As a first step in finding current and potential evangelists, you need to identify related blogs, Twitterers, LinkedIn connections, and Facebook people who have significant influence, followers and traffic. Here are some ideas about how to do this.

    • Google “I love [your product, organization]” — If you’ve got the nerve, and want to know your enemy, also Google “I hate [your product, organization]”
    • Google Blog Search your product, organization — You can use Google Blog Search[1] or any of the other blog monitoring tools we’ve mentioned
    • Search Twitter and Facebook — Twitter’s search has gotten a lot better. You can also now search tweets on Google as well. Facebook search is OK, and Google indexes it as well.
    • Set up Google Alerts and Twitter Alerts — Google Alerts[2] can send you daily updates based on your keywords. You can set up and save a keyword search on Twitter but you’ll need to manually run it. You can set up automated alerts using TweetBeep.[3]

Don’t forget your staff! Reach out to them for ideas on finding evangelists.


Creating Online Evangelists is the 73rd in a series of excerpts from our book, Be a Person: the Social Operating Manual for Enterprises (itself part of a series for different audiences). We’re just past page 225. At this rate it’ll be a long time before we get through all 430 pages, but luckily, if you’re impatient, the book is available in paper form at bit.ly/OrderBeAPerson and you can save $5 using Coupon Code 62YTRFCV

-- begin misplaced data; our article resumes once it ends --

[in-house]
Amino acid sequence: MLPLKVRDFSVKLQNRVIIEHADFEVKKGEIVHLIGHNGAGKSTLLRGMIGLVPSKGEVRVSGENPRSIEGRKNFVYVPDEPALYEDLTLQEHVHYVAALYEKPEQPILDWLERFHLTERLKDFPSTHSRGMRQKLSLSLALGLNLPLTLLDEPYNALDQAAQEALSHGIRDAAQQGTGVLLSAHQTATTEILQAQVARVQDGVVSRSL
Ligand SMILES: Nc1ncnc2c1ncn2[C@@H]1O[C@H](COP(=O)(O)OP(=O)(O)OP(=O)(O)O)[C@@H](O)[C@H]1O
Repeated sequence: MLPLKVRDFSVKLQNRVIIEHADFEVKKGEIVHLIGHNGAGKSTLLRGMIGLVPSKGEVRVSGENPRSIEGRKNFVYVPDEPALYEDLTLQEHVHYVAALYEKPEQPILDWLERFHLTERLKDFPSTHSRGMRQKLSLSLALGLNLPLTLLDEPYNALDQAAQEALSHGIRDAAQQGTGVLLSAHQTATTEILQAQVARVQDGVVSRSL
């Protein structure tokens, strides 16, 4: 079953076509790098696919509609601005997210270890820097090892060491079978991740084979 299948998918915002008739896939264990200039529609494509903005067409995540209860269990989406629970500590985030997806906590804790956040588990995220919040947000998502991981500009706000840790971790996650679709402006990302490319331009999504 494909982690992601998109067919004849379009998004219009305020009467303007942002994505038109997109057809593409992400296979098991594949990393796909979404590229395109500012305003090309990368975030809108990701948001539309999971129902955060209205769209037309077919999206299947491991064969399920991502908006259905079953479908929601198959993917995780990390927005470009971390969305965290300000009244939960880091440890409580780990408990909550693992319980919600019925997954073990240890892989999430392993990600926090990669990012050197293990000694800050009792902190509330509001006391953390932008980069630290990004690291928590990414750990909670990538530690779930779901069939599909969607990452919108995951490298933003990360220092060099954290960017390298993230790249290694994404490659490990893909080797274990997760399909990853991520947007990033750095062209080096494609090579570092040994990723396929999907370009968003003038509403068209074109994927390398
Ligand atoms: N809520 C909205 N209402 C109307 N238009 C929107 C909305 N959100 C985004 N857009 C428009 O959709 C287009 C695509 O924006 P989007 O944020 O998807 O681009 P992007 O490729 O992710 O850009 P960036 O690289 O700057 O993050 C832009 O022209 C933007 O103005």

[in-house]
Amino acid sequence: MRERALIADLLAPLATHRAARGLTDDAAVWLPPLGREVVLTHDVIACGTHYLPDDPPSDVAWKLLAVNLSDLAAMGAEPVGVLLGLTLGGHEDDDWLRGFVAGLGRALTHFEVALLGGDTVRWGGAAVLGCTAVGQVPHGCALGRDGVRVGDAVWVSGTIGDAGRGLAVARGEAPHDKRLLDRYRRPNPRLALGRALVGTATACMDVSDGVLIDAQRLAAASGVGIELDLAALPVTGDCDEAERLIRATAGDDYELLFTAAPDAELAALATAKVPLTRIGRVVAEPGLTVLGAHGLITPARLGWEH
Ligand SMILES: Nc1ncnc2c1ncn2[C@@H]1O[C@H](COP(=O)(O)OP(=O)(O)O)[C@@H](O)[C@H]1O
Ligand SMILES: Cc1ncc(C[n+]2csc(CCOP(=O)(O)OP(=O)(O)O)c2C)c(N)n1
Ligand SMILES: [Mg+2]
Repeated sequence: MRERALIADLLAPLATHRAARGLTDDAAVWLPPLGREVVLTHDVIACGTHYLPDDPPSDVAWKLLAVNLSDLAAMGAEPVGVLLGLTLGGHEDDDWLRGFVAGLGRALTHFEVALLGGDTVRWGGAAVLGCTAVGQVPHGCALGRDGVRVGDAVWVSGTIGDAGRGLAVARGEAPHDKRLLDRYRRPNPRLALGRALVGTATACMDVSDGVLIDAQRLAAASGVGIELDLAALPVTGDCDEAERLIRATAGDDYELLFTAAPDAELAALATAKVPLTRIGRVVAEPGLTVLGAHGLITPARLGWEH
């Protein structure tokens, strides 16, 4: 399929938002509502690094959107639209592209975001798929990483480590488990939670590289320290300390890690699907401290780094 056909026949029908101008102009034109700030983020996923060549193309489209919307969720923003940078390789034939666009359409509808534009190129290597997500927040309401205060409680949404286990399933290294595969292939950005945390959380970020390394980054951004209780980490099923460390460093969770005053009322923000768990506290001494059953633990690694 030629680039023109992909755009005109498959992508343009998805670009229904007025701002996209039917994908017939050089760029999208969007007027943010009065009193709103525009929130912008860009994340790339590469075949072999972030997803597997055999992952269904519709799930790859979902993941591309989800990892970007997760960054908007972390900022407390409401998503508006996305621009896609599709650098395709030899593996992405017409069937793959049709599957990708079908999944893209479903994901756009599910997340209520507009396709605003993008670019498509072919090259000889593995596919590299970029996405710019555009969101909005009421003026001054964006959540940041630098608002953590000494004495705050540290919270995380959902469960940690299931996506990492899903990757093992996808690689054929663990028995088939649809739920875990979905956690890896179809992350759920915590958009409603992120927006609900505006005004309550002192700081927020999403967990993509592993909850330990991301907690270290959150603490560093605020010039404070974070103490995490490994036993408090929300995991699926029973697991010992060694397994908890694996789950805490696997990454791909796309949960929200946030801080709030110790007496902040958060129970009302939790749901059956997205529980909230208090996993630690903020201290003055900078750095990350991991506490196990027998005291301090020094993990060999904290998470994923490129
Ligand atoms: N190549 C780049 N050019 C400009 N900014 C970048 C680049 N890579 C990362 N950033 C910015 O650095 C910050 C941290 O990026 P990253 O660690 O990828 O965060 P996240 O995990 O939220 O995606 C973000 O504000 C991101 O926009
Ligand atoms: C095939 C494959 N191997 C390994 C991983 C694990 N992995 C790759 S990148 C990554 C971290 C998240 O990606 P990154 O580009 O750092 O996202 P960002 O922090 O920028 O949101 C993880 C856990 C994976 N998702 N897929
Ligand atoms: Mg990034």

Get our new book, The Infinite Pipeline: How to Master Social Media for Business-to-Business Sales Success online here.

Next up: Defining Evangelistic Styles


[1] Google Blog Search: bit.ly/dy7s5O

[2] Google Alerts: bit.ly/3fbcHD

[3] TweetBeep: bit.ly/dduOQK

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About Social Media Performance Group

Social Media Performance Group is a premier enterprise social media consulting company that offers a unique approach to integrating social media into the enterprise — forget about the tools, it's all about the strategy! Rather than focusing on the tactics (do this or that on LinkedIn, Twitter, YouTube), first we work with you and your senior leadership to comprehend your corporate strategy. Once we understand your strategic objectives and goals, we show you how a comprehensive social media strategy can integrate with and support your corporate strategy. We take an enterprise-wide view based on our unique Enterprise Social Media Framework, which maps social media to all appropriate touchpoints in your enterprise. We go beyond the obvious quick hits — sales and marketing — and help you achieve social-media-driven results in areas such as product development, customer service, and employee engagement and retention. As a result, social media is not just bolted on; it is integrated with, and provides support for, your company's existing strategy and operations, yielding unprecedented results.
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One Response to Creating Online Evangelists

  1. Pingback: Creating Online Evangelists | Small Biz 101 – the ADSEL approach